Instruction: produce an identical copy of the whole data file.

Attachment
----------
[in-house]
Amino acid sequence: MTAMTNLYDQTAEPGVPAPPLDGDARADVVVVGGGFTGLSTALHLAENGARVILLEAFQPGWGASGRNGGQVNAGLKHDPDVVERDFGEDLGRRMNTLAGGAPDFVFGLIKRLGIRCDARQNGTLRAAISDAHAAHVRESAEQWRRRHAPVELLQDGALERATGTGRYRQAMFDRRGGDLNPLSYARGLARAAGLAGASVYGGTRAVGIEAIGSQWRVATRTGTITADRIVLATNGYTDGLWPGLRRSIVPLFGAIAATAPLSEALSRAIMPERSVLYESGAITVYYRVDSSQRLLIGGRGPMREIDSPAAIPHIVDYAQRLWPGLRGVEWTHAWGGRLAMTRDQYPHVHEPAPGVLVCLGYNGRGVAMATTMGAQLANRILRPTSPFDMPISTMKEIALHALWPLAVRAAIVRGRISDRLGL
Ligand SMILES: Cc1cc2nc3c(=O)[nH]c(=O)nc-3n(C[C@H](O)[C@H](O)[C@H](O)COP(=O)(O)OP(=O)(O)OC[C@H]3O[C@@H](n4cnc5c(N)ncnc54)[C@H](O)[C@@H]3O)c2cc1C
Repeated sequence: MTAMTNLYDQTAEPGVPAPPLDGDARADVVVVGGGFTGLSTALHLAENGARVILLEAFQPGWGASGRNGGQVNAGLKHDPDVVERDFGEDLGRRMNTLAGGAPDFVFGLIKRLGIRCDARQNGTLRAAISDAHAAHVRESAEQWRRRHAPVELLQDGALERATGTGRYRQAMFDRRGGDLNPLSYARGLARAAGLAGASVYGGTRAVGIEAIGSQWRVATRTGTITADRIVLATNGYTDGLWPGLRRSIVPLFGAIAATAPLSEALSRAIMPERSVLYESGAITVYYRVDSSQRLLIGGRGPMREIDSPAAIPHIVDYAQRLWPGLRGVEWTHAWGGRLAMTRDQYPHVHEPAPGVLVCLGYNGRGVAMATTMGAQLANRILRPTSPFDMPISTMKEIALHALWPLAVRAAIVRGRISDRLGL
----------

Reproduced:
[in-house]
Amino acid sequence: MTAMTNLYDQTAEPGVPAPPLDGDARADVVVVGGGFTGLSTALHLAENGARVILLEAFQPGWGASGRNGGQVNAGLKHDPDVVERDFGEDLGRRMNTLAGGAPDFVFGLIKRLGIRCDARQNGTLRAAISDAHAAHVRESAEQWRRRHAPVELLQDGALERATGTGRYRQAMFDRRGGDLNPLSYARGLARAAGLAGASVYGGTRAVGIEAIGSQWRVATRTGTITADRIVLATNGYTDGLWPGLRRSIVPLFGAIAATAPLSEALSRAIMPERSVLYESGAITVYYRVDSSQRLLIGGRGPMREIDSPAAIPHIVDYAQRLWPGLRGVEWTHAWGGRLAMTRDQYPHVHEPAPGVLVCLGYNGRGVAMATTMGAQLANRILRPTSPFDMPISTMKEIALHALWPLAVRAAIVRGRISDRLGL
Ligand SMILES: Cc1cc2nc3c(=O)[nH]c(=O)nc-3n(C[C@H](O)[C@H](O)[C@H](O)COP(=O)(O)OP(=O)(O)OC[C@H]3O[C@@H](n4cnc5c(N)ncnc54)[C@H](O)[C@@H]3O)c2cc1C
Repeated sequence: MTAMTNLYDQTAEPGVPAPPLDGDARADVVVVGGGFTGLSTALHLAENGARVILLEAFQPGWGASGRNGGQVNAGLKHDPDVVERDFGEDLGRRMNTLAGGAPDFVFGLIKRLGIRCDARQNGTLRAAISDAHAAHVRESAEQWRRRHAPVELLQDGALERATGTGRYRQAMFDRRGGDLNPLSYARGLARAAGLAGASVYGGTRAVGIEAIGSQWRVATRTGTITADRIVLATNGYTDGLWPGLRRSIVPLFGAIAATAPLSEALSRAIMPERSVLYESGAITVYYRVDSSQRLLIGGRGPMREIDSPAAIPHIVDYAQRLWPGLRGVEWTHAWGGRLAMTRDQYPHVHEPAPGVLVCLGYNGRGVAMATTMGAQLANRILRPTSPFDMPISTMKEIALHALWPLAVRAAIVRGRISDRLGL